More than 15,000 babies at risk
Children's commissioner warns that 15,800 babies are vulnerable and at risk
Published on 19th October 2018
There are more than 15,000 babies under the age of one considered by local authorities to be vulnerable and at risk of harm but who are still living at home, a report has warned.
The report, ‘A Crying Shame’ by the children's commissioner, looks at how many babies might be vulnerable to severe harm and found 15,800 babies under one considered by local authorities to be vulnerable or highly vulnerable but still living at home in March 2017, a figure that is unlikely to be changed today.
Alice Miles, the Children’s Commissioner’s Director of Strategy and author of the report, said: “This analysis suggests there are many thousands of babies living in households carrying very high risks, many of whom may not even be known to social services. We know infants are especially vulnerable to being harmed by parental abuse or neglect."
The last comprehensive local authority data available published in March 2017 found that there were 19,640 babies under a year old identified by local authorities as being ‘in need’, largely due to risk factors in the family home.
Local authorities were looking after 3,820 of these babies under one, with a further 640 babies under one placed under special arrangements with someone other than their parents and a further 300 adopted over the year. This leaves 15,800 babies under one considered by local authorities to be vulnerable or highly vulnerable but still living at home in March 2017.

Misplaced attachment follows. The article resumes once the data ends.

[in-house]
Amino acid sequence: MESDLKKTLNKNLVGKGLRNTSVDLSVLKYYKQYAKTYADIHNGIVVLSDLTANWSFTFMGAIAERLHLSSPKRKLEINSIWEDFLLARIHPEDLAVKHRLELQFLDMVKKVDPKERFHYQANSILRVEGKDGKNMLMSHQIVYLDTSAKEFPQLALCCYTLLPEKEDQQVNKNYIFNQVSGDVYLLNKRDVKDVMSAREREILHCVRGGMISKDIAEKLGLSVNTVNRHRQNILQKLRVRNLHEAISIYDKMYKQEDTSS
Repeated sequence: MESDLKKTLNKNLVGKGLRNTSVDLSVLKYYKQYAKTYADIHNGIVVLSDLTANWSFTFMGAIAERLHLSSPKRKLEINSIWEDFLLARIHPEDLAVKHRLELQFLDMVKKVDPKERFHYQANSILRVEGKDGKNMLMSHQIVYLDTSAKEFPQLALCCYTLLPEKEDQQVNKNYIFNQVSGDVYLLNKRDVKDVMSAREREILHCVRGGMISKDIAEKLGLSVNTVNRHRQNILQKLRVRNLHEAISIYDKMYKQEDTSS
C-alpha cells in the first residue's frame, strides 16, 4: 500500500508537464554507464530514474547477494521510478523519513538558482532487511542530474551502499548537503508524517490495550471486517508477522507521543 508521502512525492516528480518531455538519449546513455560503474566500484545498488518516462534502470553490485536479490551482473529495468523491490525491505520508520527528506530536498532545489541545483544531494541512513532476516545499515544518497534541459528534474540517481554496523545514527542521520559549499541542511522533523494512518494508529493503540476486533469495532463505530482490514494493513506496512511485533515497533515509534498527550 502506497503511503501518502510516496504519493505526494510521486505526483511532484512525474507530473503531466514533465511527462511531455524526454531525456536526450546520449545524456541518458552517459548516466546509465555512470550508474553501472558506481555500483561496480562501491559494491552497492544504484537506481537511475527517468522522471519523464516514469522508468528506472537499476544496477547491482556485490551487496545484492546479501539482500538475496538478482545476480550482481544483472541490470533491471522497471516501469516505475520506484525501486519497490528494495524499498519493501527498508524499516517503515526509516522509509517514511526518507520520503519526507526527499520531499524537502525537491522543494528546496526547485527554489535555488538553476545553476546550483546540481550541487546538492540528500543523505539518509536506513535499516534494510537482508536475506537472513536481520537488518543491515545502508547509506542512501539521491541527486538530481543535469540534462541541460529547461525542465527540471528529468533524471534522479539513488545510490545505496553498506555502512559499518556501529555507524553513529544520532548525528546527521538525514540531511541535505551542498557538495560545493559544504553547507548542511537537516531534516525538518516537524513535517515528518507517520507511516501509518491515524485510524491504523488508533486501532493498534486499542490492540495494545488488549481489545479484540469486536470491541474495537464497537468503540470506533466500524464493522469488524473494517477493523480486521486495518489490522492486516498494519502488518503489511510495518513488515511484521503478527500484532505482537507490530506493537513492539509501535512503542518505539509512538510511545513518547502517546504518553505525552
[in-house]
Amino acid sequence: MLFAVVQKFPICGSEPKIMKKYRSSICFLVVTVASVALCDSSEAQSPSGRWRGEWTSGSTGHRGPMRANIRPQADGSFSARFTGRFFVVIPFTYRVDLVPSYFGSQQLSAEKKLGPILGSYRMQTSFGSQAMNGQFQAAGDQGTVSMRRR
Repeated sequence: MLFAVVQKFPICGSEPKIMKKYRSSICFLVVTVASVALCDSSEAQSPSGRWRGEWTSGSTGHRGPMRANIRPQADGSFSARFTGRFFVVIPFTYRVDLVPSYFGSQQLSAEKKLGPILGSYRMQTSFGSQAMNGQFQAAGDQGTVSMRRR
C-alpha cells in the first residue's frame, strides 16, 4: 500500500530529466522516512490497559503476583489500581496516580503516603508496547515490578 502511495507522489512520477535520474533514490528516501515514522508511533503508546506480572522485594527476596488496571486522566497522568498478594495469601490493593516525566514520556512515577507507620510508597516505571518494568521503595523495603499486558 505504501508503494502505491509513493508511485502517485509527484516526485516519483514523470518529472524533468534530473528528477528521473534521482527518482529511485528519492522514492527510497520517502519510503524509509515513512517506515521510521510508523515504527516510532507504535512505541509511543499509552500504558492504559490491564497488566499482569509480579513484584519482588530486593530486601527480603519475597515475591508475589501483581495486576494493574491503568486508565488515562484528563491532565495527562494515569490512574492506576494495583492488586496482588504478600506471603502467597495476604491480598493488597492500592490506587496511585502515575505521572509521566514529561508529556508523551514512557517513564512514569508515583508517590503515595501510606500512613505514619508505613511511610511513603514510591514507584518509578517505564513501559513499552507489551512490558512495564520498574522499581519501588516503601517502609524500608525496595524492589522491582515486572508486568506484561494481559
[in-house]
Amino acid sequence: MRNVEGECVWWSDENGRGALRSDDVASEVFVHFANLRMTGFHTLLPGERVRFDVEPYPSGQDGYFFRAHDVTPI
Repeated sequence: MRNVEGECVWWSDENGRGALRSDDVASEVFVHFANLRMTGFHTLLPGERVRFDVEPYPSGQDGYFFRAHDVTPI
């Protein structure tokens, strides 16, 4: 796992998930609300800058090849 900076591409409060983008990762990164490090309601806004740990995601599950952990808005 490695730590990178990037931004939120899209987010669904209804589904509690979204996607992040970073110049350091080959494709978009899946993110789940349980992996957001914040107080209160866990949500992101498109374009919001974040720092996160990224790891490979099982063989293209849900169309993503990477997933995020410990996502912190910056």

This amounts to around 100 babies per local authority. Babies appear disproportionately in Serious Case Reviews, the research said.
The Children’s Commissioner’s research also shows:
- 50,000 children aged 0-5, including 8,300 babies under one are living in households where all three of the so-called ‘toxic trio’ are present: domestic violence, alcohol or drug dependency and severe mental ill-health.
- A further 160,000 children aged 0-5 – including 25,000 babies under one – live in a household where two of the three most ‘toxic’ risk factors are present.
- However, only 58,000 0-4 year olds have been identified by local authorities as being even in the lower level risk category, ‘in need’, if those who are looked after or on a child protection plan are excluded.
This suggests that there are around 100,000 young children (0-5) living in high risk households – defined as having two out of three ‘toxic trio’ issues – who are not recognised as ‘children in need’. That includes 14,000 babies under the age of one.
Alice Miles added: "With local authorities under such pressure financially, and troubled families funding coming to an end in 2020, it’s vital that ministers make the protection of vulnerable children a priority in policy and funding. The country is rightly shocked and outraged when serious case reviews reveal the circumstances in which young children live and sometimes die; however, sadly these are the tip of the iceberg.”
Anne Longfield, the Children’s Commissioner for England, added: "This important research shows hundreds of the most vulnerable young children are at risk of harm. As children’s services budgets come under increased pressure, we cannot just cross our fingers and hope for the best. Babies are too vulnerable and deserve better. The government has an opportunity in the Budget and next year’s spending review to make sure the funds are in place ensure that they are properly protected.”
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